Report Finds Evidence of Toxic “Forever Chemicals” Used in Fracking across the US

Over the past decade, fossil fuel giants have been allowed to use toxic compounds that could potentially degrade PFAS – to break down oil and gas drilling sites in the United States – toxic compounds are known as “forever chemicals,” according to internal documents from Environmental Protection Organization (EPA). The internal documents were obtained by the non-profit group Physicians for Social Responsibility under the Freedom of Information Act. Their full report, published July 12, can be found here.

PFAS are known as “forever chemicals” because they are known to accumulate in the human body and not break down in the environment. These have been linked to a number of adverse health effects, including low birth weight, effects on the immune system, cancer, and hormonal disturbances. Despite being aware of their risks, the Obama-era EPA has approved three substances that could be used for hydraulic fracturing at PFAS, known as “framing” for 1,200 wells of oil and gas in Arakansas, Louisiana, Oklahoma, New Mexico, 2012 and by 2020.

The report even claims that the approval of these disgusting chemicals was not fully disclosed to the public, but the EPA was well aware of their potential risks. In a record, EPA regulators wrote: “EPA is concerned that this degradation product may continue in the environment, may biomacamulate or biomagnify, and may be toxic (PBT) based on analog chemicals for humans, wild mammals and birds, PFOAs and [].”Dusty Horwitt, researcher and attorney who are currently consulting with PSR, said in a statement, “The evidence that people can be subconsciously exposed to this highly toxic chemical by handling oil and gas is disturbing.”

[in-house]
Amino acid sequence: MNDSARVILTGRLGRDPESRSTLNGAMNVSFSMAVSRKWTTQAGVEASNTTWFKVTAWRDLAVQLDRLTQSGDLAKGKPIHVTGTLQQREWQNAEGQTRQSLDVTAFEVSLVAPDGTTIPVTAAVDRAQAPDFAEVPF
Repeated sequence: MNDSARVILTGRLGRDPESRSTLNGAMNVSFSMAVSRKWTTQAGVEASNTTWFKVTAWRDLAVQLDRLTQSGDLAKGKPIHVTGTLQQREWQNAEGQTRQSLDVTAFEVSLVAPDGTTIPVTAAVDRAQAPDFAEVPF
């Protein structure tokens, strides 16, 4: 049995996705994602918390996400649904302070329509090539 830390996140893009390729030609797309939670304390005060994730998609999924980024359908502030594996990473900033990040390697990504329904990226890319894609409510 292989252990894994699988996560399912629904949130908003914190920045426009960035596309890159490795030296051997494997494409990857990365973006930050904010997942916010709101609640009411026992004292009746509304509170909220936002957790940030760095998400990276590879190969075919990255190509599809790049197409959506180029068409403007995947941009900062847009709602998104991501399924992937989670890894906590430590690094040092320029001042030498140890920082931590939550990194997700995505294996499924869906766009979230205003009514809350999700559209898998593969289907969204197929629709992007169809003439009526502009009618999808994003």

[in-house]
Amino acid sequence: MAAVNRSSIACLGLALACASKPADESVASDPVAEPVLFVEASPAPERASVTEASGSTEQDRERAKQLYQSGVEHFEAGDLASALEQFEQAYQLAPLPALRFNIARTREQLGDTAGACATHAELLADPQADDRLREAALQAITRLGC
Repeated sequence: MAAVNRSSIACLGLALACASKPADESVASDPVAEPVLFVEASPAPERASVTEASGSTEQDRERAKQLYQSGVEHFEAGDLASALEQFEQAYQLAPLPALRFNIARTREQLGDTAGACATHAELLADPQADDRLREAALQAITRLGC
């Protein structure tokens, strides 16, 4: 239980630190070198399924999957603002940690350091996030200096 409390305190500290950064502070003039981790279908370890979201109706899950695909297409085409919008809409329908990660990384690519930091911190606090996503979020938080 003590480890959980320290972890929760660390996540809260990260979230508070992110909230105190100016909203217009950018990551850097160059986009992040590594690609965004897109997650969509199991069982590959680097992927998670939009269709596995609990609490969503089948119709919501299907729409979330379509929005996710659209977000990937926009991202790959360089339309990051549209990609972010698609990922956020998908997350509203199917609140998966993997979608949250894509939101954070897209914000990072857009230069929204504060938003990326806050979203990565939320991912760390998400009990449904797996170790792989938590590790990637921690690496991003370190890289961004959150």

“Given the horrific history of pollution associated with PFAS, the EPA and state governments need to take swift action from the public to ensure where these measures have been used and protected from their effects.” Fracking is an oil and gas extraction technique developed in the late 1940s by millions of gallons of water and other man-made chemicals explode through rocks to gain access to stored fossil energy in drilling operations.